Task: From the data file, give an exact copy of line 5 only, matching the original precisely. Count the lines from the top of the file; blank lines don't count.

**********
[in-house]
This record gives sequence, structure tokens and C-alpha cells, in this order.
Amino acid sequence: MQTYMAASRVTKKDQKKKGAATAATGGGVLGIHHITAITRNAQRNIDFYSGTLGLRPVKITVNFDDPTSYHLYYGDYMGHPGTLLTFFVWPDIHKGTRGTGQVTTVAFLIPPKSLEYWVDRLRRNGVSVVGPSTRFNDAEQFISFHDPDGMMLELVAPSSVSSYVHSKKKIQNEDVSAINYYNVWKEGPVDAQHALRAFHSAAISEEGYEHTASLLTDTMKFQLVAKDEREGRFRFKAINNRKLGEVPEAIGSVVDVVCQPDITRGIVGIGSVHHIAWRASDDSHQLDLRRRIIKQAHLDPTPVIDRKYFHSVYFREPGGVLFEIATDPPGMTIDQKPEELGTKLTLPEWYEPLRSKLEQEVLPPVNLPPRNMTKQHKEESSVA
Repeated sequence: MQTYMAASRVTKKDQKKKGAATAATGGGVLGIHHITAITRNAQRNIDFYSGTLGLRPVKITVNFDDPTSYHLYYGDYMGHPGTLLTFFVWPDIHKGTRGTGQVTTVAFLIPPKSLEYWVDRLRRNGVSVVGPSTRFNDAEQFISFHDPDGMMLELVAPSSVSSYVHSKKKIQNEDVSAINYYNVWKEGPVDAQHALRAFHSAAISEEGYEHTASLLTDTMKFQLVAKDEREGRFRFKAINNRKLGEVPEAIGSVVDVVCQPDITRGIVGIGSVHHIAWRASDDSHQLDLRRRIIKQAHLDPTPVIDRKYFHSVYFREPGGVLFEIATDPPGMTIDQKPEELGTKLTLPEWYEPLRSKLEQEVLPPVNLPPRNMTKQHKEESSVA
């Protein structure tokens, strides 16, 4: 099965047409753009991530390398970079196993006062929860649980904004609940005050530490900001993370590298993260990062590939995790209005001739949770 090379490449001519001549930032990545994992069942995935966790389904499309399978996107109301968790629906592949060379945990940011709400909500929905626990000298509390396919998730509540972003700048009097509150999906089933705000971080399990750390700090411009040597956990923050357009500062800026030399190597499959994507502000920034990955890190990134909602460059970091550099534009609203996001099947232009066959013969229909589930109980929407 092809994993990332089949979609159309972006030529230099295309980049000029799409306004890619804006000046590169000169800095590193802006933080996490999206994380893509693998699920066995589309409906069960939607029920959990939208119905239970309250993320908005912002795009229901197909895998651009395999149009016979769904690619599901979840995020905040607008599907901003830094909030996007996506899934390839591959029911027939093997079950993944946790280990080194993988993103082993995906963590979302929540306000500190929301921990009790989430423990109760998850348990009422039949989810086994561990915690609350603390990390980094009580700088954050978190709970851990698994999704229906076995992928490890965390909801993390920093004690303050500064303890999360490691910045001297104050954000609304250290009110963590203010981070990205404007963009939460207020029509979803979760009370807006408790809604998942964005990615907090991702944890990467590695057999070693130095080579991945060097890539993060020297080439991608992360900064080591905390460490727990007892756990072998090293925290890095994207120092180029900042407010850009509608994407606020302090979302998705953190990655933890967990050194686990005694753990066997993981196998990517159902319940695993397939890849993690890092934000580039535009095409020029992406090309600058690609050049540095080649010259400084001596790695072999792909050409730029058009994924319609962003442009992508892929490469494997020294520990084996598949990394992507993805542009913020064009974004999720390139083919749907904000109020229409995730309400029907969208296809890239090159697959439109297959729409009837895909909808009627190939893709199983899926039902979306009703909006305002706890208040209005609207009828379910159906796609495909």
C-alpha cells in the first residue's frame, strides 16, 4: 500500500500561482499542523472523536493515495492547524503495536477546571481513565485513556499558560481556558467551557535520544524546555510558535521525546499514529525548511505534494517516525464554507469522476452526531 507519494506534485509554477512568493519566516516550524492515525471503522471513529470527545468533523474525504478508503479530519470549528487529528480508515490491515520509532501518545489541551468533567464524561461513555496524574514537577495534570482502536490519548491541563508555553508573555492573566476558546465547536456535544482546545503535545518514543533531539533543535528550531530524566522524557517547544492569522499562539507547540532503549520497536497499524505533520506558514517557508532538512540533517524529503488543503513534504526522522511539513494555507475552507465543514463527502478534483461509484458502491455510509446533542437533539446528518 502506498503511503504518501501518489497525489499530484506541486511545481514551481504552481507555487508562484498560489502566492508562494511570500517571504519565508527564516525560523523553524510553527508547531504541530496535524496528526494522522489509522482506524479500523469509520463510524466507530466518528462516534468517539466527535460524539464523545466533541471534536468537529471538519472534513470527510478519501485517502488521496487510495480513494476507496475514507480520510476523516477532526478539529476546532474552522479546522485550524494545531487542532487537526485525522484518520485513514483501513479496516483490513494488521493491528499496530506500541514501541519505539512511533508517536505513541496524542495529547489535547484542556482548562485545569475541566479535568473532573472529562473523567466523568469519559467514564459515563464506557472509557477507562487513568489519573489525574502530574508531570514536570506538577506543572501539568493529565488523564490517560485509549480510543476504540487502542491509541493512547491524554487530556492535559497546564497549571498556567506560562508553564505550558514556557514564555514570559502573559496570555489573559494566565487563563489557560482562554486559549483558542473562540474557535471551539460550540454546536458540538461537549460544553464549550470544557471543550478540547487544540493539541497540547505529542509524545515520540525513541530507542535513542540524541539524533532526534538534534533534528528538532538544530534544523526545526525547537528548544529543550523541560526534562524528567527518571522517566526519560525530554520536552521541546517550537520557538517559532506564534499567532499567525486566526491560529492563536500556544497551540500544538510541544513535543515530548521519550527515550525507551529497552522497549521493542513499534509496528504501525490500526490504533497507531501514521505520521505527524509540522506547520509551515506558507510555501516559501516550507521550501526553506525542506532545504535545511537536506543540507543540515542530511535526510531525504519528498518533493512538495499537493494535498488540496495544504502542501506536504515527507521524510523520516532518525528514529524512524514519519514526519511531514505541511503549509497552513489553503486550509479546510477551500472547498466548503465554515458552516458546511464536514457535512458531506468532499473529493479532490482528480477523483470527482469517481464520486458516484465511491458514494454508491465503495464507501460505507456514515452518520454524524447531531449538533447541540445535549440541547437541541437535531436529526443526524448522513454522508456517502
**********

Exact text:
């Protein structure tokens, strides 16, 4: 099965047409753009991530390398970079196993006062929860649980904004609940005050530490900001993370590298993260990062590939995790209005001739949770 090379490449001519001549930032990545994992069942995935966790389904499309399978996107109301968790629906592949060379945990940011709400909500929905626990000298509390396919998730509540972003700048009097509150999906089933705000971080399990750390700090411009040597956990923050357009500062800026030399190597499959994507502000920034990955890190990134909602460059970091550099534009609203996001099947232009066959013969229909589930109980929407 092809994993990332089949979609159309972006030529230099295309980049000029799409306004890619804006000046590169000169800095590193802006933080996490999206994380893509693998699920066995589309409906069960939607029920959990939208119905239970309250993320908005912002795009229901197909895998651009395999149009016979769904690619599901979840995020905040607008599907901003830094909030996007996506899934390839591959029911027939093997079950993944946790280990080194993988993103082993995906963590979302929540306000500190929301921990009790989430423990109760998850348990009422039949989810086994561990915690609350603390990390980094009580700088954050978190709970851990698994999704229906076995992928490890965390909801993390920093004690303050500064303890999360490691910045001297104050954000609304250290009110963590203010981070990205404007963009939460207020029509979803979760009370807006408790809604998942964005990615907090991702944890990467590695057999070693130095080579991945060097890539993060020297080439991608992360900064080591905390460490727990007892756990072998090293925290890095994207120092180029900042407010850009509608994407606020302090979302998705953190990655933890967990050194686990005694753990066997993981196998990517159902319940695993397939890849993690890092934000580039535009095409020029992406090309600058690609050049540095080649010259400084001596790695072999792909050409730029058009994924319609962003442009992508892929490469494997020294520990084996598949990394992507993805542009913020064009974004999720390139083919749907904000109020229409995730309400029907969208296809890239090159697959439109297959729409009837895909909808009627190939893709199983899926039902979306009703909006305002706890208040209005609207009828379910159906796609495909």